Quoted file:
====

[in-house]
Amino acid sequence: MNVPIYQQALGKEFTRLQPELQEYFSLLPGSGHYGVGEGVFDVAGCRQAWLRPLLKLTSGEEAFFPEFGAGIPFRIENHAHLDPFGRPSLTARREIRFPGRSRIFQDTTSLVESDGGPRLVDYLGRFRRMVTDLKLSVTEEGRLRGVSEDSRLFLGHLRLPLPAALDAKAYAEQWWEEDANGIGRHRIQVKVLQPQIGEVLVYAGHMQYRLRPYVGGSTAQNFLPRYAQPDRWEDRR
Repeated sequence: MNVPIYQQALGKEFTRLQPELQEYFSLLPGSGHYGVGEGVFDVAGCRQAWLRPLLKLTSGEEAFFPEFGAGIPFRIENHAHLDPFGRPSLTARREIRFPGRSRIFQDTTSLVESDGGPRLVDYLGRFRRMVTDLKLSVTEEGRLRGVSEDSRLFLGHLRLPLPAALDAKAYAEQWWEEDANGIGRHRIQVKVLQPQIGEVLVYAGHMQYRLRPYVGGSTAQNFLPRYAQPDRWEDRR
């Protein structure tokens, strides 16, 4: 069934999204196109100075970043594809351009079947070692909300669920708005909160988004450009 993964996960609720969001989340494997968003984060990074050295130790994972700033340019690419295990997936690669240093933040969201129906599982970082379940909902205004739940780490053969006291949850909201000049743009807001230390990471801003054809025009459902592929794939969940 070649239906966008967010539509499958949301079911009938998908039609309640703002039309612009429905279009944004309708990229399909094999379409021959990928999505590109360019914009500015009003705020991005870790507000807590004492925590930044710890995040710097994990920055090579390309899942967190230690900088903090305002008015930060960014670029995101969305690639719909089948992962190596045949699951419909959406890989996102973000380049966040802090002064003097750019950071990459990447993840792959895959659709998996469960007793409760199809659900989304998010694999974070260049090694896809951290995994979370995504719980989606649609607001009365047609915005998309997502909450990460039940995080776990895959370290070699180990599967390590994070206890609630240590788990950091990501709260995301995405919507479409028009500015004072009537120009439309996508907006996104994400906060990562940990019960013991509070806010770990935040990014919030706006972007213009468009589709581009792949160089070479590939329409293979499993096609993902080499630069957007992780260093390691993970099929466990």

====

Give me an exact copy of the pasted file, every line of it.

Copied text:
[in-house]
Amino acid sequence: MNVPIYQQALGKEFTRLQPELQEYFSLLPGSGHYGVGEGVFDVAGCRQAWLRPLLKLTSGEEAFFPEFGAGIPFRIENHAHLDPFGRPSLTARREIRFPGRSRIFQDTTSLVESDGGPRLVDYLGRFRRMVTDLKLSVTEEGRLRGVSEDSRLFLGHLRLPLPAALDAKAYAEQWWEEDANGIGRHRIQVKVLQPQIGEVLVYAGHMQYRLRPYVGGSTAQNFLPRYAQPDRWEDRR
Repeated sequence: MNVPIYQQALGKEFTRLQPELQEYFSLLPGSGHYGVGEGVFDVAGCRQAWLRPLLKLTSGEEAFFPEFGAGIPFRIENHAHLDPFGRPSLTARREIRFPGRSRIFQDTTSLVESDGGPRLVDYLGRFRRMVTDLKLSVTEEGRLRGVSEDSRLFLGHLRLPLPAALDAKAYAEQWWEEDANGIGRHRIQVKVLQPQIGEVLVYAGHMQYRLRPYVGGSTAQNFLPRYAQPDRWEDRR
């Protein structure tokens, strides 16, 4: 069934999204196109100075970043594809351009079947070692909300669920708005909160988004450009 993964996960609720969001989340494997968003984060990074050295130790994972700033340019690419295990997936690669240093933040969201129906599982970082379940909902205004739940780490053969006291949850909201000049743009807001230390990471801003054809025009459902592929794939969940 070649239906966008967010539509499958949301079911009938998908039609309640703002039309612009429905279009944004309708990229399909094999379409021959990928999505590109360019914009500015009003705020991005870790507000807590004492925590930044710890995040710097994990920055090579390309899942967190230690900088903090305002008015930060960014670029995101969305690639719909089948992962190596045949699951419909959406890989996102973000380049966040802090002064003097750019950071990459990447993840792959895959659709998996469960007793409760199809659900989304998010694999974070260049090694896809951290995994979370995504719980989606649609607001009365047609915005998309997502909450990460039940995080776990895959370290070699180990599967390590994070206890609630240590788990950091990501709260995301995405919507479409028009500015004072009537120009439309996508907006996104994400906060990562940990019960013991509070806010770990935040990014919030706006972007213009468009589709581009792949160089070479590939329409293979499993096609993902080499630069957007992780260093390691993970099929466990």